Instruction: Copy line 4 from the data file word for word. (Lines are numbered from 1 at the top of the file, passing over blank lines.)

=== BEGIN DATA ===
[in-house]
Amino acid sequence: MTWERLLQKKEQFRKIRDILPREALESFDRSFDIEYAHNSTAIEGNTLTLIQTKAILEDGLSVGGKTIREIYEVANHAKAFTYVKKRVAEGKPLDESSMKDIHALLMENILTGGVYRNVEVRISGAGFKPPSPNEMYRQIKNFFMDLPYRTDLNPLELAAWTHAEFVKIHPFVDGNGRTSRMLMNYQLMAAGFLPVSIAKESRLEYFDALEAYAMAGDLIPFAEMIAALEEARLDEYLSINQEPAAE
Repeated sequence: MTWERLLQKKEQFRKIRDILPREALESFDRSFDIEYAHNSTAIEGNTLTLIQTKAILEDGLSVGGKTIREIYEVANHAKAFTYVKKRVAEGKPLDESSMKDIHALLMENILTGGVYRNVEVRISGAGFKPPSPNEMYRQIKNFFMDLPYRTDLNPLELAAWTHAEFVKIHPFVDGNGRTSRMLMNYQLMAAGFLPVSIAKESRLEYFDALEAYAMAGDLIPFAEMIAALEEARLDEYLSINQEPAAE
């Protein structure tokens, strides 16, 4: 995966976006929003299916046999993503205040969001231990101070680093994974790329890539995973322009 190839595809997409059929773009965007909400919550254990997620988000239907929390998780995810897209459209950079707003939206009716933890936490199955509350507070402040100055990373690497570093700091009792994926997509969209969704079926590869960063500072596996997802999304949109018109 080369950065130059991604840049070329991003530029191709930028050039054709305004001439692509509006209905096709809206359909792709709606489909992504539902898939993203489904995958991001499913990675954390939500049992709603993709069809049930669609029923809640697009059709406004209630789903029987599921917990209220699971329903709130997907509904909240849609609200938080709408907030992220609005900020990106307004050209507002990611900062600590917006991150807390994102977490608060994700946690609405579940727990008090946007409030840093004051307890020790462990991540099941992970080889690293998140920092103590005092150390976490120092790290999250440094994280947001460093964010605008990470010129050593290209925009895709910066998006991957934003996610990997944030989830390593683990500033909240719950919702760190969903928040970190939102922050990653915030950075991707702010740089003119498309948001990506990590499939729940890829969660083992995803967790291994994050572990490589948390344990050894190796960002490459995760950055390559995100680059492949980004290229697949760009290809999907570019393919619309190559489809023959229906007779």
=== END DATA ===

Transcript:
């Protein structure tokens, strides 16, 4: 995966976006929003299916046999993503205040969001231990101070680093994974790329890539995973322009 190839595809997409059929773009965007909400919550254990997620988000239907929390998780995810897209459209950079707003939206009716933890936490199955509350507070402040100055990373690497570093700091009792994926997509969209969704079926590869960063500072596996997802999304949109018109 080369950065130059991604840049070329991003530029191709930028050039054709305004001439692509509006209905096709809206359909792709709606489909992504539902898939993203489904995958991001499913990675954390939500049992709603993709069809049930669609029923809640697009059709406004209630789903029987599921917990209220699971329903709130997907509904909240849609609200938080709408907030992220609005900020990106307004050209507002990611900062600590917006991150807390994102977490608060994700946690609405579940727990008090946007409030840093004051307890020790462990991540099941992970080889690293998140920092103590005092150390976490120092790290999250440094994280947001460093964010605008990470010129050593290209925009895709910066998006991957934003996610990997944030989830390593683990500033909240719950919702760190969903928040970190939102922050990653915030950075991707702010740089003119498309948001990506990590499939729940890829969660083992995803967790291994994050572990490589948390344990050894190796960002490459995760950055390559995100680059492949980004290229697949760009290809999907570019393919619309190559489809023959229906007779």